This week’s Top Ten Topic is:

Books I’ve Read in One Sitting:

I don’t often have time to just sit back, relax and read the whole day away. So, today I’ll be looking at some of the books that I’ve read in one day, or books that were completely unputdownable that I probably would’ve read in one day if I had the chance. So let’s have a look:

Books I’ve read in One Sitting: 

  1. Anna and the French Kiss by Stephanie Perkins (Review)
  2. Every Heart a Doorway by Seanan McGuire (Review)
  3. To all the Boys I’ve Loved Before by Jenny Han
  4. The Fault in Our Stars by John Green
  5. The Selection by Kiera Cass (Review)


Books that are Unputdownable:

  1. Angelfall by Susan Ee (Review)
  2. Heartless by Marissa Meyer (Review)
  3. My Lady Jane by Multiple Authors (Review)
  4. Winter by Marissa Meyer
  5. Harry Potter and the Deathly Hallows by J.K Rowling



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Review: Angelfall by Susan Ee

My Rating: ★ ★ ★ ★

Publisher: Skyscape

Date of Publication: 21th May 2011

Genre: Young Adult, Urban Fantasy, Dystopia

Pages: 288

Synopsis (Adapted from Goodreads)

It’s been six weeks since angels of the apocalypse descended to demolish the modern world. Street gangs rule the day while fear and superstition rule the night. When warrior angels fly away with a helpless little girl, her seventeen-year-old sister Penryn will do anything to get her back.

Anything, including making a deal with an enemy angel.

Raffe is a warrior who lies broken and wingless on the street. After eons of fighting his own battles, he finds himself being rescued from a desperate situation by a half-starved teenage girl.

Traveling through a dark and twisted Northern California, they have only each other to rely on for survival. Together, they journey toward the angels’ stronghold in San Francisco where she’ll risk everything to rescue her sister and he’ll put himself at the mercy of his greatest enemies for the chance to be made whole again.


I’ve had the Penryn and the End of Days series on my TBR for a very long time now. When I first added it to my TBR is was like: “Oh this series sounds pretty cool. I should read it someday.” And then I kind of just forgot about it. It took me more than a year to finally decide to just give this series a go, and boy am I glad that I did. Angelfall is the first book in the series and it has set some very high expectations for the rest of the books in the series.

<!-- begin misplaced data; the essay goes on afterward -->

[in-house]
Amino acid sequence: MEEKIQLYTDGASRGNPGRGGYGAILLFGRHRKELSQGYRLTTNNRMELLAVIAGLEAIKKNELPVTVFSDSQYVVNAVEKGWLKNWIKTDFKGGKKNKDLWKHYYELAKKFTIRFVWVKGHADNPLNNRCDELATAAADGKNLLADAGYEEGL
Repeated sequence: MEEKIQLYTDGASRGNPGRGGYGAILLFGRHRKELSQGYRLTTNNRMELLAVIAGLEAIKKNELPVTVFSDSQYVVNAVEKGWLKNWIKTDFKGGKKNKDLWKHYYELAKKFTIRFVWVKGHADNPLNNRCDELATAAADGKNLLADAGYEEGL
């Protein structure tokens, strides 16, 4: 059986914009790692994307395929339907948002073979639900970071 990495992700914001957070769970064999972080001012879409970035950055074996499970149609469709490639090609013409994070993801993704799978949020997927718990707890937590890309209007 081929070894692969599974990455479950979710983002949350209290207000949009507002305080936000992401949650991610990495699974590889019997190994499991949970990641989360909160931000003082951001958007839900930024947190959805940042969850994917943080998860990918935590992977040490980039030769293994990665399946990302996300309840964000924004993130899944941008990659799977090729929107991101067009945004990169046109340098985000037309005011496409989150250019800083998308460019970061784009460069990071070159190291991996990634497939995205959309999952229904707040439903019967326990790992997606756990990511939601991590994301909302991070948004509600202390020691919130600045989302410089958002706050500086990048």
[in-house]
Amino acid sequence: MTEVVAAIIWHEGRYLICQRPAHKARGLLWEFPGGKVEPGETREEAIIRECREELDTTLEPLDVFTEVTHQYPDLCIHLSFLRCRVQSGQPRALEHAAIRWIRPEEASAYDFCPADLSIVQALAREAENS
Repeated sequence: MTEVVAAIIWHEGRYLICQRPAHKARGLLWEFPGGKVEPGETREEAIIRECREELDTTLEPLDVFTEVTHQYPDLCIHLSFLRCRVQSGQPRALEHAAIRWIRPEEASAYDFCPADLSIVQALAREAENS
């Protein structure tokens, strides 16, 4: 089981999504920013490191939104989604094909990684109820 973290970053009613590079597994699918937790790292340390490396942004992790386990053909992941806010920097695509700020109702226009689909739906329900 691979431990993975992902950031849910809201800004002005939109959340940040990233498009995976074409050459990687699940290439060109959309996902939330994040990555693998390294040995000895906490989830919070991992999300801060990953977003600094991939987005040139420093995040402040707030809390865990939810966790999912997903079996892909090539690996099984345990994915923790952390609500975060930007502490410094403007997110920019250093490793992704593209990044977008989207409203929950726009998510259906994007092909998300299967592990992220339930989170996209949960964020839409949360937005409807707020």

In short, Angelfall takes place in a post-apocalyptic world where humans and angels are at war. Penryn (a human) is on a mission to find her baby sister who was taken by angels. Raffe (an angel) is on a mission to have his angel wings re-attached after they were cut off by his enemy and fellow angel, Beliel.

Things happen, and Penryn and Raffe end up as travel companions on the road to aerie (the angel HQ basically) where Penryn’s sister is probably being kept. It sounds like just another YA dystopian novel, but it’s so much better! Penryn isn’t this “the chosen one” character, who must single-handedly rescue the world. No, she’s just a girl looking for her baby sister. Penryn and Raffe don’t instantly fall in love with each other at first sight either. What I really enjoy and appreciate about Angelfall is that Susan Ee doesn’t try to force all the most popular YA troupes down my throat. Thank you for that!

Another thing that I really enjoy is the characters in this book. I hardly ever like the main character(s) but I really like Penryn and Raffe. Of course, Penryn has flaws just like everyone else, but I just really like her drive, wit and humor. Penryn’s mother is also another very interesting/creepy AF character. I feel like she’s going to play an important role in the next books.

I read this book relatively quickly and I’m sure I could’ve read it in one sitting if I had the opportunity. Angelfall isn’t a very long book and it’s really easy to get sucked into this post-apocalyptic world. Once you finish it, you’ll grab World After immediately just to see what’s going to happen next. I know I did. Penryn and the End of Days is definitely one of my favorite fantasy series ever.